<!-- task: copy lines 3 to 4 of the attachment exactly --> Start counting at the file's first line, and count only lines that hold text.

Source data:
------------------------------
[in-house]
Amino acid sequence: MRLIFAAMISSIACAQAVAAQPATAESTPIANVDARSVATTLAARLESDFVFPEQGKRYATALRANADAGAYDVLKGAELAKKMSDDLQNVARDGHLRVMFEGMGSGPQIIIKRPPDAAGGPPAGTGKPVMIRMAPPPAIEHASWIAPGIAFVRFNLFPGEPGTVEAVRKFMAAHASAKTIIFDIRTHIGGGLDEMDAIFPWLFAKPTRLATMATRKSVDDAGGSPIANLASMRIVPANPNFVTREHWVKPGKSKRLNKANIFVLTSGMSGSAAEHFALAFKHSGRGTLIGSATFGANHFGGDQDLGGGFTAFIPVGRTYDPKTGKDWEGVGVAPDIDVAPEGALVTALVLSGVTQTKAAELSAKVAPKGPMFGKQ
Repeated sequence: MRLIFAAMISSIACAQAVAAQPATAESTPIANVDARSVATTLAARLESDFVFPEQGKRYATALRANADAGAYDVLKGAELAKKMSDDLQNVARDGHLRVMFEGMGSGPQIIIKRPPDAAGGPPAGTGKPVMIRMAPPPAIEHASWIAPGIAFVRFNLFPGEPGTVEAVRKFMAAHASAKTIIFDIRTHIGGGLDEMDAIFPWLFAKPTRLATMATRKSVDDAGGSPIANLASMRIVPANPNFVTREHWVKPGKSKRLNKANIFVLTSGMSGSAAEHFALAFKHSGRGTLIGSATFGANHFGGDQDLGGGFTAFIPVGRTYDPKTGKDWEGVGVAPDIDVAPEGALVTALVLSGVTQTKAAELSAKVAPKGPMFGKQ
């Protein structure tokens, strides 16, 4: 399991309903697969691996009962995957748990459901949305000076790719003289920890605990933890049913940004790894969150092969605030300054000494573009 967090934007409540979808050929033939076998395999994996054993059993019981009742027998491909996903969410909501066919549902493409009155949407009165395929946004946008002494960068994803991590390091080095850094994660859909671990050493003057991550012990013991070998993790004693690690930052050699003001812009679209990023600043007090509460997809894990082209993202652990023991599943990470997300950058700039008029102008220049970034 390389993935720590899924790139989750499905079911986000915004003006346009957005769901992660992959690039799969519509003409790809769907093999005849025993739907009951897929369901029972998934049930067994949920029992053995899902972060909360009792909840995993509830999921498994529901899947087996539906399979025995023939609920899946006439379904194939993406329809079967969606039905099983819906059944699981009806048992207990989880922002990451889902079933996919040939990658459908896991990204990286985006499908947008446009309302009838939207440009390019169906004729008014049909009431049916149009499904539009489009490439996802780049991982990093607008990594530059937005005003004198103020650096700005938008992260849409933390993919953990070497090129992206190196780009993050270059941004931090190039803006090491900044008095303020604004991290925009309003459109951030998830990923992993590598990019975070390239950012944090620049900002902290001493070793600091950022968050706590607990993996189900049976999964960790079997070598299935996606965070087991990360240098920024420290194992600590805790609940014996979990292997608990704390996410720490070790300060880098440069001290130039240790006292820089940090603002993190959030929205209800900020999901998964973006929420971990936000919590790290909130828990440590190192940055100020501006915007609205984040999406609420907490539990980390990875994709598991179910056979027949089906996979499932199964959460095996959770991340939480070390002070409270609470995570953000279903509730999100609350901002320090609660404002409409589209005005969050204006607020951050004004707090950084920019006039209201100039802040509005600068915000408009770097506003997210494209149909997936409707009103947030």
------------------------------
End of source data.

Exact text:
Repeated sequence: MRLIFAAMISSIACAQAVAAQPATAESTPIANVDARSVATTLAARLESDFVFPEQGKRYATALRANADAGAYDVLKGAELAKKMSDDLQNVARDGHLRVMFEGMGSGPQIIIKRPPDAAGGPPAGTGKPVMIRMAPPPAIEHASWIAPGIAFVRFNLFPGEPGTVEAVRKFMAAHASAKTIIFDIRTHIGGGLDEMDAIFPWLFAKPTRLATMATRKSVDDAGGSPIANLASMRIVPANPNFVTREHWVKPGKSKRLNKANIFVLTSGMSGSAAEHFALAFKHSGRGTLIGSATFGANHFGGDQDLGGGFTAFIPVGRTYDPKTGKDWEGVGVAPDIDVAPEGALVTALVLSGVTQTKAAELSAKVAPKGPMFGKQ
């Protein structure tokens, strides 16, 4: 399991309903697969691996009962995957748990459901949305000076790719003289920890605990933890049913940004790894969150092969605030300054000494573009 967090934007409540979808050929033939076998395999994996054993059993019981009742027998491909996903969410909501066919549902493409009155949407009165395929946004946008002494960068994803991590390091080095850094994660859909671990050493003057991550012990013991070998993790004693690690930052050699003001812009679209990023600043007090509460997809894990082209993202652990023991599943990470997300950058700039008029102008220049970034 390389993935720590899924790139989750499905079911986000915004003006346009957005769901992660992959690039799969519509003409790809769907093999005849025993739907009951897929369901029972998934049930067994949920029992053995899902972060909360009792909840995993509830999921498994529901899947087996539906399979025995023939609920899946006439379904194939993406329809079967969606039905099983819906059944699981009806048992207990989880922002990451889902079933996919040939990658459908896991990204990286985006499908947008446009309302009838939207440009390019169906004729008014049909009431049916149009499904539009489009490439996802780049991982990093607008990594530059937005005003004198103020650096700005938008992260849409933390993919953990070497090129992206190196780009993050270059941004931090190039803006090491900044008095303020604004991290925009309003459109951030998830990923992993590598990019975070390239950012944090620049900002902290001493070793600091950022968050706590607990993996189900049976999964960790079997070598299935996606965070087991990360240098920024420290194992600590805790609940014996979990292997608990704390996410720490070790300060880098440069001290130039240790006292820089940090603002993190959030929205209800900020999901998964973006929420971990936000919590790290909130828990440590190192940055100020501006915007609205984040999406609420907490539990980390990875994709598991179910056979027949089906996979499932199964959460095996959770991340939480070390002070409270609470995570953000279903509730999100609350901002320090609660404002409409589209005005969050204006607020951050004004707090950084920019006039209201100039802040509005600068915000408009770097506003997210494209149909997936409707009103947030």